Maths Limerick

[  # 79 of My Favourite Short Poems  ]

On a slightly different tack to my usual Monday poetic offering, here is a limerick which you may have come across before, but which I think is worth giving some thought to.  As far as I know, it has to be attributed to ‘Anonymous’, but I would welcome anyone who might be able to throw more light on who it was who devised this extremely clever verse.  It is as follows:

A dozen, a gross, and a score

Plus three times the square root of four

Divided by seven

Plus five times eleven

Is nine squared and not a bit more.


Put in terms of a regular mathematical equation, this would appear as follows:

Limerick-Maths Equation




Wordplay in French

Many years ago I came across a fascinating play on words – French in this instance.  It may be better described as a clever PUN.  I remember it in essence, but not in detail, as having been first sent as an invitation from some high-ranking French gentleman to another of similar status.  It takes the form of a written note containing what appears to be a mathematical equation, sent as a question requiring a reply from one gentleman to the other.  It was written as follows:


The question appears as the first part of the equation and the reply from the second gentleman follows the equal sign.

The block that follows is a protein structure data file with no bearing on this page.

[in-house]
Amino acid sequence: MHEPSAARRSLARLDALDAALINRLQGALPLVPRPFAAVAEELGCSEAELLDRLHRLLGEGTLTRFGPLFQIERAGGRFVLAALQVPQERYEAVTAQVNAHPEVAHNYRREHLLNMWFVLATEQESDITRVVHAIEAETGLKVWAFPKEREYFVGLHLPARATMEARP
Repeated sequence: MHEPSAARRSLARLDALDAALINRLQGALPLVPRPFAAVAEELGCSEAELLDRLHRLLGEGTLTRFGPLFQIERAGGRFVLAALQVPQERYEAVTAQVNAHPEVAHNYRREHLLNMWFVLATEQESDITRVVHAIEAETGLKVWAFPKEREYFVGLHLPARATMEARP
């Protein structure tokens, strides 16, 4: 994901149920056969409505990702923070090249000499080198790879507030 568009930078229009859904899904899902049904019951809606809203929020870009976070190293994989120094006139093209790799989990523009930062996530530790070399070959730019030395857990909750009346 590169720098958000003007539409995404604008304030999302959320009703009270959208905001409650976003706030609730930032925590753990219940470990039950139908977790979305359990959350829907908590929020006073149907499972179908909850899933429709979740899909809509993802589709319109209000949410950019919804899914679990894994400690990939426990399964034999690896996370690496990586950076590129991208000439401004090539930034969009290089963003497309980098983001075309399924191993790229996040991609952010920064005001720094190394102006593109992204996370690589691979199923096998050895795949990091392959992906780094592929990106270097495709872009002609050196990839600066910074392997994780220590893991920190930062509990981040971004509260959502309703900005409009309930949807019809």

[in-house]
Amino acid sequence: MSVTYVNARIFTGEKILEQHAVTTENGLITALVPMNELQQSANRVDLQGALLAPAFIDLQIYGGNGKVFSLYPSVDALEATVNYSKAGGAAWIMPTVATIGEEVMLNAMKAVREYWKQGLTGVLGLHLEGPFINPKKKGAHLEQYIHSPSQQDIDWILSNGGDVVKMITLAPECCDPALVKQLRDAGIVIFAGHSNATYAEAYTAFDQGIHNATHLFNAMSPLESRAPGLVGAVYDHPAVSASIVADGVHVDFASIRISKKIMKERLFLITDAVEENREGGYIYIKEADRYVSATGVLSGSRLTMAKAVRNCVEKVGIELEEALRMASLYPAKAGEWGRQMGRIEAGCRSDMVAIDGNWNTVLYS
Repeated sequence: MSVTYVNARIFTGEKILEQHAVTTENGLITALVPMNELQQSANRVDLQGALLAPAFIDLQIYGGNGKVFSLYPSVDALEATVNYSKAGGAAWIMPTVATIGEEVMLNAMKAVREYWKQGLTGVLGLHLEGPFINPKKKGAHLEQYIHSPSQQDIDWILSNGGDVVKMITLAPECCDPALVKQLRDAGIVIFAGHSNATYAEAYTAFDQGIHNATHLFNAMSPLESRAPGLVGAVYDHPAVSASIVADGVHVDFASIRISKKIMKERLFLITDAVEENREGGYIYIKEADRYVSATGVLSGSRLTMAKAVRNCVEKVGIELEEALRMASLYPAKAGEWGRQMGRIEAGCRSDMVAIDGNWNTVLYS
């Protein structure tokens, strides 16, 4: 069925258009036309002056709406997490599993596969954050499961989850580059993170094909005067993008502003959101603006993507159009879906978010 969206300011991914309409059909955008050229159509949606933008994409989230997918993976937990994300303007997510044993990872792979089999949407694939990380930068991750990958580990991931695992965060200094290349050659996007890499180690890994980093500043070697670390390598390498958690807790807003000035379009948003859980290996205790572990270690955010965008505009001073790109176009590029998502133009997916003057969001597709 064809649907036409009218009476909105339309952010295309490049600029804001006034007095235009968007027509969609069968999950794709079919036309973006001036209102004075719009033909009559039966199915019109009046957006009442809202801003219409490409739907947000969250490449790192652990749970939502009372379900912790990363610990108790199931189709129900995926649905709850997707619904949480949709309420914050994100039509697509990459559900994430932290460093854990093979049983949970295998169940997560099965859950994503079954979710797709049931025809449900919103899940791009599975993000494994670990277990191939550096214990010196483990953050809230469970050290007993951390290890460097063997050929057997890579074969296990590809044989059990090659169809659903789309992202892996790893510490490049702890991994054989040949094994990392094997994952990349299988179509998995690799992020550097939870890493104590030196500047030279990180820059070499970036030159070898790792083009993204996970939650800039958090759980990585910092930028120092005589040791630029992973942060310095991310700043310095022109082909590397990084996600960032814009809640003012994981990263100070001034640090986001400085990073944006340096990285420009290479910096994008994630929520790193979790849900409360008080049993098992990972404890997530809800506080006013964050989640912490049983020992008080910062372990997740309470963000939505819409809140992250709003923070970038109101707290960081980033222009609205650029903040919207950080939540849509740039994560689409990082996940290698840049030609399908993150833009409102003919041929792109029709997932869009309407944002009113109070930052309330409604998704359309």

You may have come across this before.  if not you may wish to attempt to translate the note into words – they will need to be in French!

The translation I was given (I doubt that I managed to work it all out for myself) at the time of first coming across this was:

The opening invitation reads:  Ce soir souper a Sans Souci? . . .  meaning “Will you dine with me this evening at the Palace of Sanssouci?” (the French ‘sous’ meaning ‘under’)

To which question the reply came back:  ” J’ai grand appétit”  . . . meaning I have a great appetite.”   (‘J’ grand; ‘a’ petit’ being the French for ‘Large letter ‘J’; Small letter ‘a’.)



It was only recently that I came across what is probably the full and correct version – insofar that is as the truth of the whole episode can be verified.  I give this fuller, somewhat different version of this story below – together with the deciphered script of the invitation and the subsequent reply.


The top picture is an invitation, which, if you spell out the mathematical sum reads:

à sous p à cent sous si (sous means ‘under’, and cent is 100)

which is a pun on à souper à Sanssouci (to supper in Sanssouci).

Voltaire’s response, “Ja!” is not the German word for “yes” but is another pun:

“J grand, a petit” (large J, small a), pronounced in French “j’ai grand appetit” (I’ve got a large appetite).

Here is the BBC article.


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A Poetic Formula

 (Poem No.51 of my favourite short poems) 

A Poetic Formula


A dozen, a gross and a score

Plus 3 times the square root of 4

Divided by 7

Plus 5 times 11

Is  9 squared

And not a bit more.


This ingeniously composed equation and the accompanying verse is quoted in Gyles Brandreth’s 2015 book ‘Word Play’ (Coronet Books – Hodder and Stoughton), as a composition by the playwright, Tom Stoppard.